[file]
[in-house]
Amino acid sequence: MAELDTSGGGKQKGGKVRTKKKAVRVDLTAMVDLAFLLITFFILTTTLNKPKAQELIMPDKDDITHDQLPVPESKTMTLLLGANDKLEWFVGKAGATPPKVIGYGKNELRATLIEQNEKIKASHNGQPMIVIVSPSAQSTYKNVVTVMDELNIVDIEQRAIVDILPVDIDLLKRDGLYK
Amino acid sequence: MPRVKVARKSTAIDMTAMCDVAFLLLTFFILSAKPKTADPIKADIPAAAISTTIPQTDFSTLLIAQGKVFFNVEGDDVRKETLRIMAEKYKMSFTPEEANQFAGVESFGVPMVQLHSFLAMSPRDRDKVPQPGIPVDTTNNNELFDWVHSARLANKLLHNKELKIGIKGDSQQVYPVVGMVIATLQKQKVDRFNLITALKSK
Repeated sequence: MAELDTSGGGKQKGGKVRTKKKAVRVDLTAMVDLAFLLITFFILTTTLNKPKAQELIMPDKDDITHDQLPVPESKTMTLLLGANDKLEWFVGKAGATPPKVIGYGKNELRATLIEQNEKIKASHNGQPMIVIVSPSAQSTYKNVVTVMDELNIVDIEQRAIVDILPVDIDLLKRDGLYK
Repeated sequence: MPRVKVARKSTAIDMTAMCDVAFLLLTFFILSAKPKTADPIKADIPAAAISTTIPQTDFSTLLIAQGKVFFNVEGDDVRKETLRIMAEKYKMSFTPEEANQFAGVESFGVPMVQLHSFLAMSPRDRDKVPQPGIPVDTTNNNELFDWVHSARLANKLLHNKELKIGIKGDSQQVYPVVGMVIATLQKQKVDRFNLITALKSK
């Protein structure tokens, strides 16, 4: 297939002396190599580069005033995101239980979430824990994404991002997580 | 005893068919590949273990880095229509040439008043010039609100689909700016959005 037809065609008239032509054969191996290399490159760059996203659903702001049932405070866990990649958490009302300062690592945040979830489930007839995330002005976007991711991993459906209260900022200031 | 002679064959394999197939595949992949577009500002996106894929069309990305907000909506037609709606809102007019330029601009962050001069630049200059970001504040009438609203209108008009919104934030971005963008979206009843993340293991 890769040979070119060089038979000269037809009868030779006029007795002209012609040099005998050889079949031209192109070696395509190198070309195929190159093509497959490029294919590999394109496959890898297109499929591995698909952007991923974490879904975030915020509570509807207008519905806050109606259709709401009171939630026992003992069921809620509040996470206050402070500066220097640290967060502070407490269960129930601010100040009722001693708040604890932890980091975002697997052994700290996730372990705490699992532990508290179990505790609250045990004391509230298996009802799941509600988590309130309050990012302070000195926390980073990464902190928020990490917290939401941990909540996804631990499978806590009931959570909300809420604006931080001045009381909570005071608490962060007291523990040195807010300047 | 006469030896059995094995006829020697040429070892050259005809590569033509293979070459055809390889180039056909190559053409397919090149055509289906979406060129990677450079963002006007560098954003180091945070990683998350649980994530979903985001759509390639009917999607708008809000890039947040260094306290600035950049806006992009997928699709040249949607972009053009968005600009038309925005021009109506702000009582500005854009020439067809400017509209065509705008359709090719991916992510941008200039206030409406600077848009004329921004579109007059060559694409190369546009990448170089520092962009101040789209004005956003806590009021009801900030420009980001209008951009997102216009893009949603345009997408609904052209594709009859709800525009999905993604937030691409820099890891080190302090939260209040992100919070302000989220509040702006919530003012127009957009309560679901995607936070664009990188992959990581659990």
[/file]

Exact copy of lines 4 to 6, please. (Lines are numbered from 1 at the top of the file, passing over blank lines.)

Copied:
Repeated sequence: MAELDTSGGGKQKGGKVRTKKKAVRVDLTAMVDLAFLLITFFILTTTLNKPKAQELIMPDKDDITHDQLPVPESKTMTLLLGANDKLEWFVGKAGATPPKVIGYGKNELRATLIEQNEKIKASHNGQPMIVIVSPSAQSTYKNVVTVMDELNIVDIEQRAIVDILPVDIDLLKRDGLYK
Repeated sequence: MPRVKVARKSTAIDMTAMCDVAFLLLTFFILSAKPKTADPIKADIPAAAISTTIPQTDFSTLLIAQGKVFFNVEGDDVRKETLRIMAEKYKMSFTPEEANQFAGVESFGVPMVQLHSFLAMSPRDRDKVPQPGIPVDTTNNNELFDWVHSARLANKLLHNKELKIGIKGDSQQVYPVVGMVIATLQKQKVDRFNLITALKSK
């Protein structure tokens, strides 16, 4: 297939002396190599580069005033995101239980979430824990994404991002997580 | 005893068919590949273990880095229509040439008043010039609100689909700016959005 037809065609008239032509054969191996290399490159760059996203659903702001049932405070866990990649958490009302300062690592945040979830489930007839995330002005976007991711991993459906209260900022200031 | 002679064959394999197939595949992949577009500002996106894929069309990305907000909506037609709606809102007019330029601009962050001069630049200059970001504040009438609203209108008009919104934030971005963008979206009843993340293991 890769040979070119060089038979000269037809009868030779006029007795002209012609040099005998050889079949031209192109070696395509190198070309195929190159093509497959490029294919590999394109496959890898297109499929591995698909952007991923974490879904975030915020509570509807207008519905806050109606259709709401009171939630026992003992069921809620509040996470206050402070500066220097640290967060502070407490269960129930601010100040009722001693708040604890932890980091975002697997052994700290996730372990705490699992532990508290179990505790609250045990004391509230298996009802799941509600988590309130309050990012302070000195926390980073990464902190928020990490917290939401941990909540996804631990499978806590009931959570909300809420604006931080001045009381909570005071608490962060007291523990040195807010300047 | 006469030896059995094995006829020697040429070892050259005809590569033509293979070459055809390889180039056909190559053409397919090149055509289906979406060129990677450079963002006007560098954003180091945070990683998350649980994530979903985001759509390639009917999607708008809000890039947040260094306290600035950049806006992009997928699709040249949607972009053009968005600009038309925005021009109506702000009582500005854009020439067809400017509209065509705008359709090719991916992510941008200039206030409406600077848009004329921004579109007059060559694409190369546009990448170089520092962009101040789209004005956003806590009021009801900030420009980001209008951009997102216009893009949603345009997408609904052209594709009859709800525009999905993604937030691409820099890891080190302090939260209040992100919070302000989220509040702006919530003012127009957009309560679901995607936070664009990188992959990581659990």